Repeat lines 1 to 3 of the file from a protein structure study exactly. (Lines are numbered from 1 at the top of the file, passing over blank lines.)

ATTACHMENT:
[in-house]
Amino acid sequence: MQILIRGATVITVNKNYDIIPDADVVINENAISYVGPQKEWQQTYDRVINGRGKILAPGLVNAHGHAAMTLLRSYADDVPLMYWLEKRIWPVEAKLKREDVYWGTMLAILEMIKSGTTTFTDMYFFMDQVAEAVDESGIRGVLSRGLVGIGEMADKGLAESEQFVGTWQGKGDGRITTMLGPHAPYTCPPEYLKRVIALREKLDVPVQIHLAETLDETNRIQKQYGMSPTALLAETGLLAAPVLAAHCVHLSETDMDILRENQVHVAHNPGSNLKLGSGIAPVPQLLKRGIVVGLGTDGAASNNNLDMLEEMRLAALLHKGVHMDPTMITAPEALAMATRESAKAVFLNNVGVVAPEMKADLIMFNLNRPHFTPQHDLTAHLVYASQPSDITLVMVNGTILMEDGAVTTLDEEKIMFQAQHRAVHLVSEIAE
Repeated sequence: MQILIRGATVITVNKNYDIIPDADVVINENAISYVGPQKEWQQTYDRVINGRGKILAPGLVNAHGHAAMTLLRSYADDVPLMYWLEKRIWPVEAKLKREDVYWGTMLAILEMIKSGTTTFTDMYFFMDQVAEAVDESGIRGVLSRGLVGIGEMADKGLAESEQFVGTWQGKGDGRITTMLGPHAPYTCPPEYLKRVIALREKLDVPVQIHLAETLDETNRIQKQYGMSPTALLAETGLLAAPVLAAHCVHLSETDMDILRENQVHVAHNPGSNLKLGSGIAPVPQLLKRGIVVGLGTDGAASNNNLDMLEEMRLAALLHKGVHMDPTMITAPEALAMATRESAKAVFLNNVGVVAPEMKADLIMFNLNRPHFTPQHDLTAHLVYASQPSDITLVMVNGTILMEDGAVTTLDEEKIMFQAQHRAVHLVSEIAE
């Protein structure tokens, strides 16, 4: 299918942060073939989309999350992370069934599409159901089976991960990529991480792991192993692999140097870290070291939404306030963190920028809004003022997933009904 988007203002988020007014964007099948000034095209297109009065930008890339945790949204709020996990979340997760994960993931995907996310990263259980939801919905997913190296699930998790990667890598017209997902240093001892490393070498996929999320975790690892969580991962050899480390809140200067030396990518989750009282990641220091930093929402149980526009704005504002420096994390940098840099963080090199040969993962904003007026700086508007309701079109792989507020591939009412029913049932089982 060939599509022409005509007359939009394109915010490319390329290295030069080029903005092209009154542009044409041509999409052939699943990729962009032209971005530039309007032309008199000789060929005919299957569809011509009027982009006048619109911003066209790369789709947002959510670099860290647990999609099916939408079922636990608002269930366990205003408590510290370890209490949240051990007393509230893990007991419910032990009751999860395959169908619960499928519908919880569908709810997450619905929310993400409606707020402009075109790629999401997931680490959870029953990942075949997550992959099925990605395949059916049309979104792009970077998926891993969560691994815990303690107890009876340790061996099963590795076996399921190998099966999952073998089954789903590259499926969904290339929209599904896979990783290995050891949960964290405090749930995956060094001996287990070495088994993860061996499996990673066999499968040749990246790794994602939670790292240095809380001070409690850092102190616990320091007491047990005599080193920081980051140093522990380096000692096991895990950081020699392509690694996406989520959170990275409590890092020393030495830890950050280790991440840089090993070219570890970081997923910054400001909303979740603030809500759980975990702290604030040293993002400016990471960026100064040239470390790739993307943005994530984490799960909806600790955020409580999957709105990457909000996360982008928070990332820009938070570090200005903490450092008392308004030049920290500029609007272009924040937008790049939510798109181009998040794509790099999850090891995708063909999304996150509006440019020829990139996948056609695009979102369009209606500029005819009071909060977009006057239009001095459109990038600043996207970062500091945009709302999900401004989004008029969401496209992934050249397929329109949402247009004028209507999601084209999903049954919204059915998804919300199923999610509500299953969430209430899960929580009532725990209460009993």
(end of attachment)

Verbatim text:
[in-house]
Amino acid sequence: MQILIRGATVITVNKNYDIIPDADVVINENAISYVGPQKEWQQTYDRVINGRGKILAPGLVNAHGHAAMTLLRSYADDVPLMYWLEKRIWPVEAKLKREDVYWGTMLAILEMIKSGTTTFTDMYFFMDQVAEAVDESGIRGVLSRGLVGIGEMADKGLAESEQFVGTWQGKGDGRITTMLGPHAPYTCPPEYLKRVIALREKLDVPVQIHLAETLDETNRIQKQYGMSPTALLAETGLLAAPVLAAHCVHLSETDMDILRENQVHVAHNPGSNLKLGSGIAPVPQLLKRGIVVGLGTDGAASNNNLDMLEEMRLAALLHKGVHMDPTMITAPEALAMATRESAKAVFLNNVGVVAPEMKADLIMFNLNRPHFTPQHDLTAHLVYASQPSDITLVMVNGTILMEDGAVTTLDEEKIMFQAQHRAVHLVSEIAE
Repeated sequence: MQILIRGATVITVNKNYDIIPDADVVINENAISYVGPQKEWQQTYDRVINGRGKILAPGLVNAHGHAAMTLLRSYADDVPLMYWLEKRIWPVEAKLKREDVYWGTMLAILEMIKSGTTTFTDMYFFMDQVAEAVDESGIRGVLSRGLVGIGEMADKGLAESEQFVGTWQGKGDGRITTMLGPHAPYTCPPEYLKRVIALREKLDVPVQIHLAETLDETNRIQKQYGMSPTALLAETGLLAAPVLAAHCVHLSETDMDILRENQVHVAHNPGSNLKLGSGIAPVPQLLKRGIVVGLGTDGAASNNNLDMLEEMRLAALLHKGVHMDPTMITAPEALAMATRESAKAVFLNNVGVVAPEMKADLIMFNLNRPHFTPQHDLTAHLVYASQPSDITLVMVNGTILMEDGAVTTLDEEKIMFQAQHRAVHLVSEIAE